Student rebellion paralyzes public education in Argentina's capital

BUENOS AIRES, Argentina (AP) — Thousands of young Argentines marched to the presidential palace on Thursday to protest the quality of public education, joining a student rebellion that accuses politicians of neglecting schools and universities that were once the envy of Latin America.

High schoolers have occupied about 30 public schools in Buenos Aires to protest their deteriorating conditions. The takeovers later spread to public universities, with students occupying a half dozen, this week, teachers joined the rebellion, putting 700,000 students out of school.

Students carrying a giant model of a pencil on their shoulders like a coffin and crosses symbolizing the death of public education on Thursday marched from Argentina's Congress to the presidential palace. They cite abysmal conditions in schools, including a lack of heating gas, poor electrical systems, leaky ceilings and broken windows, among other problems.

"For a long time, years, decades, a policy of cutting funding to public education has been carried out and this policy has reached such an extreme that the conditions needed to study almost do not exist," said Itai Hagman, president of the Buenos Aires University Federation.

Early in the 20th century, Argentina had a public education system considered a model for Latin America that assured most citizens access to free schooling. But that system came under fire during Argentina's dictatorship and was later subjected to financing cuts under market-oriented democratic governments.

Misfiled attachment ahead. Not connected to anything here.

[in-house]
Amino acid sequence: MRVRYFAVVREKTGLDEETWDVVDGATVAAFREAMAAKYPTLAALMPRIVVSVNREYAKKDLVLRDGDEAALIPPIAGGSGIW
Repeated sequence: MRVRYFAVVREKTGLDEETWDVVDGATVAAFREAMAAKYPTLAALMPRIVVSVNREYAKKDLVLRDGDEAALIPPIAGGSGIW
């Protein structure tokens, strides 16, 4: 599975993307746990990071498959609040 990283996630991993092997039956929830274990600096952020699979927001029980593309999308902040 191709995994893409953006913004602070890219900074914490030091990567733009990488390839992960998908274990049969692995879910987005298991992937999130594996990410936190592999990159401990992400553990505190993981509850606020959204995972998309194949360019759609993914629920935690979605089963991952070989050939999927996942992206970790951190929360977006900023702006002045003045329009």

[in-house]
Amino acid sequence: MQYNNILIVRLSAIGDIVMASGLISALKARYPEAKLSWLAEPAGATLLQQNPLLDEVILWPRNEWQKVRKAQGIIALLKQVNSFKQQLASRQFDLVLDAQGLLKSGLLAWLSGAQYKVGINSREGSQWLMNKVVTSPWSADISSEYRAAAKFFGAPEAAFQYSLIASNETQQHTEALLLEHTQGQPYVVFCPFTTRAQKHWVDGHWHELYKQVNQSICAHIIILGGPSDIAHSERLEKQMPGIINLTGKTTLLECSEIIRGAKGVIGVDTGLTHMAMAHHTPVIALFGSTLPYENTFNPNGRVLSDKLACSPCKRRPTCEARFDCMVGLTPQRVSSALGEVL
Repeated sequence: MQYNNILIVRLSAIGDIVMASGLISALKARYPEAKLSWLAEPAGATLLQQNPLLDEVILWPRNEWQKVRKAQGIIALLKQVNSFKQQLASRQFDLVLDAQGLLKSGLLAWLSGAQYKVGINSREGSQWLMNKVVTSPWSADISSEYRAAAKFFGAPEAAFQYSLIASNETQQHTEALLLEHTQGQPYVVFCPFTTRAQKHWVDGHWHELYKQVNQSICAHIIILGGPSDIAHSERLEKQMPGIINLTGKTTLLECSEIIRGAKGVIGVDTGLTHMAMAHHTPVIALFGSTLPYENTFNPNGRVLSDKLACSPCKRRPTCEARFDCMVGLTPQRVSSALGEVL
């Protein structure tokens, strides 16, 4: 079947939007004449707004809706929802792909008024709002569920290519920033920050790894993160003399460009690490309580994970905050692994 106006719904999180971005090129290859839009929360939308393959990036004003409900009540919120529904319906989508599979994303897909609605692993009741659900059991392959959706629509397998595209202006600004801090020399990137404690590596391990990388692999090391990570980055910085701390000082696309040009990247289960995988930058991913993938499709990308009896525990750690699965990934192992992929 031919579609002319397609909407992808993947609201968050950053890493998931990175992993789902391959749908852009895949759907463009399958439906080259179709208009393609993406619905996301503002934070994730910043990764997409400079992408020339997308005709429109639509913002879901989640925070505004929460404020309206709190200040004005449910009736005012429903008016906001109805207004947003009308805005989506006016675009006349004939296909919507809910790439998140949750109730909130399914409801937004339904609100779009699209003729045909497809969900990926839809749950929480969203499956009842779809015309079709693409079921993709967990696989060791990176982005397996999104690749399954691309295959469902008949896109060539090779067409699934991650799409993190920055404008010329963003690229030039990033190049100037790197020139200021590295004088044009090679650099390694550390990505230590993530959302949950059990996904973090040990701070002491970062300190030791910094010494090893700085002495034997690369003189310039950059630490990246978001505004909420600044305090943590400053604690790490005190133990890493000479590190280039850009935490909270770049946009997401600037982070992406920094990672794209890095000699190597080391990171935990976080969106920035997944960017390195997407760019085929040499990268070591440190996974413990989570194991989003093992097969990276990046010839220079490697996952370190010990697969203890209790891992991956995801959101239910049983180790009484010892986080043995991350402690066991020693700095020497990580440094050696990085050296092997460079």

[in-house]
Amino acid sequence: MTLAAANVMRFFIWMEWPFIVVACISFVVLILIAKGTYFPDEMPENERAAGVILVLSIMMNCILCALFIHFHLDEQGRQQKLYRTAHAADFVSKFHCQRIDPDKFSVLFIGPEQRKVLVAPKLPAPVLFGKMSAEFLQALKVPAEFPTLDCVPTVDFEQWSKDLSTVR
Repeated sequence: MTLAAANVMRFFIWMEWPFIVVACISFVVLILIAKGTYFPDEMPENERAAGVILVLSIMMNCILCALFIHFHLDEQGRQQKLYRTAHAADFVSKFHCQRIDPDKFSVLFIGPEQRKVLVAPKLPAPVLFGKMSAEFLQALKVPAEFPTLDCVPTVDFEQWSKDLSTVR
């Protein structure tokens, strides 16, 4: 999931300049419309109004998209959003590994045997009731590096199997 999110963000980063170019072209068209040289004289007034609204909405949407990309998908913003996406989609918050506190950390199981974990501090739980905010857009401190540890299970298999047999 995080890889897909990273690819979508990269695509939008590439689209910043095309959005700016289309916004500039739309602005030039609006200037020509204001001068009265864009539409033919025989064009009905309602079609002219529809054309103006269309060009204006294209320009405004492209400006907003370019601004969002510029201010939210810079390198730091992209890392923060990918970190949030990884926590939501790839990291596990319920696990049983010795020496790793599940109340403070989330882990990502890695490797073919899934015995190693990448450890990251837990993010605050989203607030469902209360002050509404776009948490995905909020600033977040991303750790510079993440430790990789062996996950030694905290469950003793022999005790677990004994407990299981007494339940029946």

Thursday's march coincided with the 34th anniversary of the "Night of the Pencils" remembering a group of high school students who were abducted and killed during the 1976-1983 dictatorship.

The protesters' ire is directed at conservative Buenos Aires Mayor Mauricio Macri, who handles high school financing, and center-left President Cristina Fernandez, whose government administers public universities.

"Our recent governments have not paid attention to public education. We want that to change," said Agustina Scattolini, 20, who is one of the students occupying a Buenos Aires high school for almost two weeks.

Buenos Aires' Education Ministry says that only 100 of the city's 1,200 schools have budget problems and that its education budget for 2010 is the highest in the last eight years.

The federal government says it spends 6.45 percent of GDP on public education, one of the highest figures in recent decades.

In both cases, however, most of the money is spent on teacher salaries and not on infrastructure.

"Unfortunately we have been very patient over the years, but out patience is over. We want practical solutions," said Hagman.